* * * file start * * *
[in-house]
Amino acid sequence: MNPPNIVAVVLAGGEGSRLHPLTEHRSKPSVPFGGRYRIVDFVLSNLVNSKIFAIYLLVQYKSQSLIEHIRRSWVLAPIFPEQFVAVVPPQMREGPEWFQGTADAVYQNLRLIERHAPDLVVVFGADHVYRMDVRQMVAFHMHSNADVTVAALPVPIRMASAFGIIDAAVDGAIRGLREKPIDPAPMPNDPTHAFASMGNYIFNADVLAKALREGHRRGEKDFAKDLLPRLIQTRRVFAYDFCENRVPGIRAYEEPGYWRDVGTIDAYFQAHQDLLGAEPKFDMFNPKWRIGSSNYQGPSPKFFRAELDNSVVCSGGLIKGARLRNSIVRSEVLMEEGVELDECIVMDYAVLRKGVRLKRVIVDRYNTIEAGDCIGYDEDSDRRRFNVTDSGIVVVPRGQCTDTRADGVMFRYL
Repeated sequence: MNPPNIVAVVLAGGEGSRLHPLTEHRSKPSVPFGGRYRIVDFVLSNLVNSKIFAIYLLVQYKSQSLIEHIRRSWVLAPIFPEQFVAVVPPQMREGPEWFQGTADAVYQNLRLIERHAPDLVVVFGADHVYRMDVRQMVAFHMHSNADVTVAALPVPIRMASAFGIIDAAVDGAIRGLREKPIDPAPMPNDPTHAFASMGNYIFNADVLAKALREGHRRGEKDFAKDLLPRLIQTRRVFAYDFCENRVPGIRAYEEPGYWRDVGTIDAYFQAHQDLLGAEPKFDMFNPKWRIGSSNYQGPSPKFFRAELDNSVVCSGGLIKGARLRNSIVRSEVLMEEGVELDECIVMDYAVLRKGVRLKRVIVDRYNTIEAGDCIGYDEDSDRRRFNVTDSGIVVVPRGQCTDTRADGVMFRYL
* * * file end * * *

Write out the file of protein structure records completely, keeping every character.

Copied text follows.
[in-house]
Amino acid sequence: MNPPNIVAVVLAGGEGSRLHPLTEHRSKPSVPFGGRYRIVDFVLSNLVNSKIFAIYLLVQYKSQSLIEHIRRSWVLAPIFPEQFVAVVPPQMREGPEWFQGTADAVYQNLRLIERHAPDLVVVFGADHVYRMDVRQMVAFHMHSNADVTVAALPVPIRMASAFGIIDAAVDGAIRGLREKPIDPAPMPNDPTHAFASMGNYIFNADVLAKALREGHRRGEKDFAKDLLPRLIQTRRVFAYDFCENRVPGIRAYEEPGYWRDVGTIDAYFQAHQDLLGAEPKFDMFNPKWRIGSSNYQGPSPKFFRAELDNSVVCSGGLIKGARLRNSIVRSEVLMEEGVELDECIVMDYAVLRKGVRLKRVIVDRYNTIEAGDCIGYDEDSDRRRFNVTDSGIVVVPRGQCTDTRADGVMFRYL
Repeated sequence: MNPPNIVAVVLAGGEGSRLHPLTEHRSKPSVPFGGRYRIVDFVLSNLVNSKIFAIYLLVQYKSQSLIEHIRRSWVLAPIFPEQFVAVVPPQMREGPEWFQGTADAVYQNLRLIERHAPDLVVVFGADHVYRMDVRQMVAFHMHSNADVTVAALPVPIRMASAFGIIDAAVDGAIRGLREKPIDPAPMPNDPTHAFASMGNYIFNADVLAKALREGHRRGEKDFAKDLLPRLIQTRRVFAYDFCENRVPGIRAYEEPGYWRDVGTIDAYFQAHQDLLGAEPKFDMFNPKWRIGSSNYQGPSPKFFRAELDNSVVCSGGLIKGARLRNSIVRSEVLMEEGVELDECIVMDYAVLRKGVRLKRVIVDRYNTIEAGDCIGYDEDSDRRRFNVTDSGIVVVPRGQCTDTRADGVMFRYL